I'm just going to thin that out with some...olive oil,
kind of make a little dressing... More pea shoots.
There you go. They don't take very long at all, those, do they? No.
That dressing's looking lovely.
So what's that? You've got a bit of pesto there?
Pesto, some olive oil in there,
and this is really just to dress my leaves.
I don't think there's actually any other ingredients left in this kitchen.
We've done it all, mate, we've done it all!
It's going to taste fantastic. Where's the mint gone?
The mint went into the chutney. Oh, mint's gone into the chutney.
So that was coriander, mint and basil.
Good. Right, I'm going to put this aubergine puree just at the side.
This is a cheffy thing coming up. Then just go like that.
That's like a... I know what it looks like.
It looks like something in Hyde Park that a whippet's done!
No, it doesn't! A little kid's run up and... Don't be like that!
Then we put our lovely little wontons here...
Why do chefs do that? There you go. Bit of that.
Lovely, gorgeous, delicious sweet and sour aromatic tomato dressing
all round the outside like that.
Basil? Do you want some basil? If you want me to put basil on it.
I wouldn't, personally, but, uh...
There you go. There you go.
Put a little bit of basil on there for you. Happy with that? Yeah.
Crispy wontons with a smoky aubergine puree, tomato vinaigrette.
And a lot of washing up! Easy.
Now I know you said it smelt nice, but does it taste nice?
There you go. This is your first one. Over here.
Dive in. Look at them. Look at those. Look at those little parcels.
You don't have to taste the aubergine. You can leave that bit.
No, you should. You should. I'm putting a bit on. A little bit!
What do you reckon? Hm. Good? Hm-mm. Worth the effort? Hm-mm.
What about the tomato ketchup, the dressing? Does it work?
I'm going to go right in for the aubergine.
Oh, he's going to go straight in for the aubergine!
That's not as rank as it normally is.
LAUGHTER DROWNS OUT SPEECH
Thank you very much! I like that burnt thing.
Do you like that burnt thing? Yes.
It gives it a real smokiness, and then when you put the tahini,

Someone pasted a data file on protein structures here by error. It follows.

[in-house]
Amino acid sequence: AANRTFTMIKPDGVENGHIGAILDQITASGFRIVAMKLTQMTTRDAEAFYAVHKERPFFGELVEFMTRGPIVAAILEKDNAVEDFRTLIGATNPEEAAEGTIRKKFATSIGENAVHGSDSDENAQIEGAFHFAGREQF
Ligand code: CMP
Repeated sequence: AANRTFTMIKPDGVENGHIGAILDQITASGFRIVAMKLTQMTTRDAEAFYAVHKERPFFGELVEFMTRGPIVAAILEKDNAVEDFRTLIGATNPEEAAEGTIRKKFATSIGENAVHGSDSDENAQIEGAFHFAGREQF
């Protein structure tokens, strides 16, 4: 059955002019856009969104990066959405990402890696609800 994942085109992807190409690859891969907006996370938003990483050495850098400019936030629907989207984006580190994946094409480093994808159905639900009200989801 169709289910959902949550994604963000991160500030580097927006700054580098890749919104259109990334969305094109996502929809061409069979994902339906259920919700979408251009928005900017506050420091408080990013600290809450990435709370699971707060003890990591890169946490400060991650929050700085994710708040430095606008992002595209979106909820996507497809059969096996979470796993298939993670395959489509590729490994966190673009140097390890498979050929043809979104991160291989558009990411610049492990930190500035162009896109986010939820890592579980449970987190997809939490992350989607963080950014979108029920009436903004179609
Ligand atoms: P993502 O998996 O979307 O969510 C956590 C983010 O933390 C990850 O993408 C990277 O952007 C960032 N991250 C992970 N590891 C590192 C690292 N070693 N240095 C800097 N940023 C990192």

which is a sesame seed paste, it really makes it rich
and gives it a lovely flavour.
I love it.
Happy with that? I love the textures, the crunch and heat.
Better than using filo pastry.
There you go - not as rank as it normally is.
Words that all chefs need to aspire to.
Coming up, James makes sticky toffee pudding for Dame Kelly Holmes, but
first it's over to Rick Stein, who's seeking out some magnificent mutton.
This programme is called My Food Heroes,
and up here in Loch Fyne, was there ever more one than Johnny Noble?
I came here to his house at the head of the loch last year to talk
to him about his oysters, which he was so passionate about.
Sadly, since then, Johnny has died, and in a way, this is a tribute
to him and his contribution to the food culture up here.
There was a lot of trial and error, but that's how we got started.
Why did you start?
Well, I was eagerly seeking any activity, economic activity,
to help keep the slates on the roof.
The roof of your house? Yeah.
Haven't you got enough land to sort of earn enough...
No, no, doesn't earn...
It didn't earn anything,
so we were seeking new ways to create employment, and of course,
frankly, we were sitting on a quite extraordinary asset.
The real reason that Johnny's a food hero of mine
is that in the late '70s, early '80s,
we discovered Loch Fyne oysters and mussels which are hard to buy
and langoustine which you can only get in France,
but funnily enough, although Johnny loved his oysters, the dish
that he really, really liked was boiled mutton and caper sauce.
Well, this is five-year leg of castrated lamb, called a wether.
Johnny used to call this a gigot, and that's really interesting
because in Scotland,
a gigot of mutton is the way of talking about it, not a leg.
I'm going to poach this leg of mutton for about 3-3? hours.
First of all, I add a couple of large onions for extra flavour.
Rosemary I think goes very well with lamb and mutton. Lots of carrots.
Peppercorns and a good sprinkling of salt.
Then lastly, I barely cover it with water.
Though mutton's a bit of a thing of the past - too much flavour, I guess -
it's very encouraging to see it reappearing in farm shops now.
Anybody that's got more than a passing interesting in British food
should read Dorothy Hartley's book Food In England.
There's one thing in it about mutton that I find quite funny,
really, but also quite nostalgic, and it comes from a time
when you had your roast and it had to last,
so it said, Sunday, you have your mutton hot, Monday, cold,
Tuesday, hashed, Wednesday, minced,
Thursday, curried, Friday, broth,
Saturday, shepherd's pie.
Presumably, back to Sunday and another joint!
Three and a half hours later, and look at that broth.
It's almost thick, there's so much goodness in it.
Well, that's cos there's so much flavour in a leg of mutton.
So out it goes, ready for carving, and now to make the caper sauce,